An article last weekend about sparked a lively discussion among readers, some of whom shared their own Metro-North horror stories, while others defended the transit system. A few commenters said they were grateful to live in Rockland County, where commuting is less of a hassle.
Ellen Fields was one of the riders who experienced long delays on the New Haven line on March 30. She wrote:
“I was on the 8 a.m. train Wednesday and cannot say that I enjoyed a 2 1/2 hour commute into the city. The New Haven Line commuters have suffered too long with smelly trains that are unreliable, uncomfortable and probably unsafe. Besides the frequent lateness or cancellations of the trains that result in inhumane overcrowding, let's not forget the heat that does not always work in the winter and AC that is inadequate in the summer. And of course, there are the lights that sometimes just don't want to stay on, so even reading becomes challenging. …
The service on New Haven Line is unacceptable and it is a travesty that we have to pay the same fares as the Hudson and Harlem lines for outdated equipment and unreliable service.”
Robbeee J said that all things considered, mass transit riders in the New York Metro area don’t have it all that bad:
“No doubt most commuters have a ‘commuter horror story’ or two, but in the grand scheme of things Metro North has a pretty good on-time record. Consider that two-thirds of the nation's rail riders live in the NY Metro area, as well as one in three of mass transit users. Grand Central Station (Metro North) and Penn Station (LIRR and NJ Transit) are the two busiest stations in the country. Metro North on-time statistics have been above 90% consistently, and almost always are higher than those of the LIRR or NJ Transit...though that is no consolation or comfort for anyone who experiences delays, cancellations, poor service or other commuter difficulties.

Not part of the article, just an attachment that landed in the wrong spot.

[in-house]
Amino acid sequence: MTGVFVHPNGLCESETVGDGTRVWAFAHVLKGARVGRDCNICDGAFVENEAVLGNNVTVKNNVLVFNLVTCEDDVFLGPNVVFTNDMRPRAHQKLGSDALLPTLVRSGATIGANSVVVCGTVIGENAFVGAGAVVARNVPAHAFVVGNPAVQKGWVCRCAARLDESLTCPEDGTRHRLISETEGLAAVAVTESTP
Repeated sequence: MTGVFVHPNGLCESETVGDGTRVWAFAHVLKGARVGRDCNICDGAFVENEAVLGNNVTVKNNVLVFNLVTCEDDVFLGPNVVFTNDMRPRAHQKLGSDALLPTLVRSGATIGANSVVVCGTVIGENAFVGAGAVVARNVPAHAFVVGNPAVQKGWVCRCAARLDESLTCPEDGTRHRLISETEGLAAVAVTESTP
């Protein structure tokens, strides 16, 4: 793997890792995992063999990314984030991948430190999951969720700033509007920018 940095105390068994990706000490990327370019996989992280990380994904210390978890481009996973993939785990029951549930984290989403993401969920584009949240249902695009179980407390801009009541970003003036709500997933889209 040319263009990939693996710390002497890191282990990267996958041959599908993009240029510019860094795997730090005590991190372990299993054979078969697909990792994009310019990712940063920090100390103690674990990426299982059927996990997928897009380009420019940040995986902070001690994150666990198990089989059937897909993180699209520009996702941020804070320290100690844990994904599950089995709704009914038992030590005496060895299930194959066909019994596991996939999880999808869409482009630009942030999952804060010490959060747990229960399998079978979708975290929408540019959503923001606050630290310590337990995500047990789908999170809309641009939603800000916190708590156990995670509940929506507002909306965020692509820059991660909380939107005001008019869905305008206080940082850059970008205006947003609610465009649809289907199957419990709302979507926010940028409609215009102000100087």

I'm only a casual user of mass transit these days, but I can tell you, I'm glad that I live in an area that has a large variety of mass transit options. Glitches? You bet! Delays? Frustrating! Is there room for improvement? Plenty! Do I want to get in the car, fight traffic, avoid construction, find parking, and pay almost 4 dollars for a gallon of gas? Rarely!”
Orrin Getz, who clearly knows a thing or two about the MTA, said that New Jersey Transit service in Orange and Rockland counties is consistently better than the Metro-North system, in part because of its newer, more reliable fleet of trains.
Getz also advised unhappy commuters how to get results from the MTA:
“I have been able to get many improvements from Metro-North by attending the monthly Metro-North Committee Meetings held in the MTA Headquarters at 347 Madison Avenue. One of my best accomplishments was to get Metro-North to provide an express train on the Pascack Valley Line. …
How you say things at these meetings has a profound effect in how effective you will be in getting things done. I have attended enough meetings with transportation officials in both New York and New Jersey to understand that it also takes some time to get them to develop a respect for you and that you are well-informed and that you are an advocate, not just someone who is angry and occasionally shows up to complain.
Another way to become more effective in establishing contacts with Metro-North officials is to attend the monthly meetings of the Metro-North Rail Commuters Council (MNRCC) of the PCAC. From time to time key Metro-North officials are invited to the MNRCC meetings and you, as an attendee, do have an opportunity to have a dialog with them.”
To find out more about MTA Committee Meetings click here.
Great advice, Orinn! Is there anyone else out there who considers themselves a mass transit advocate? Tell us in the comments section your ideas for improving the system.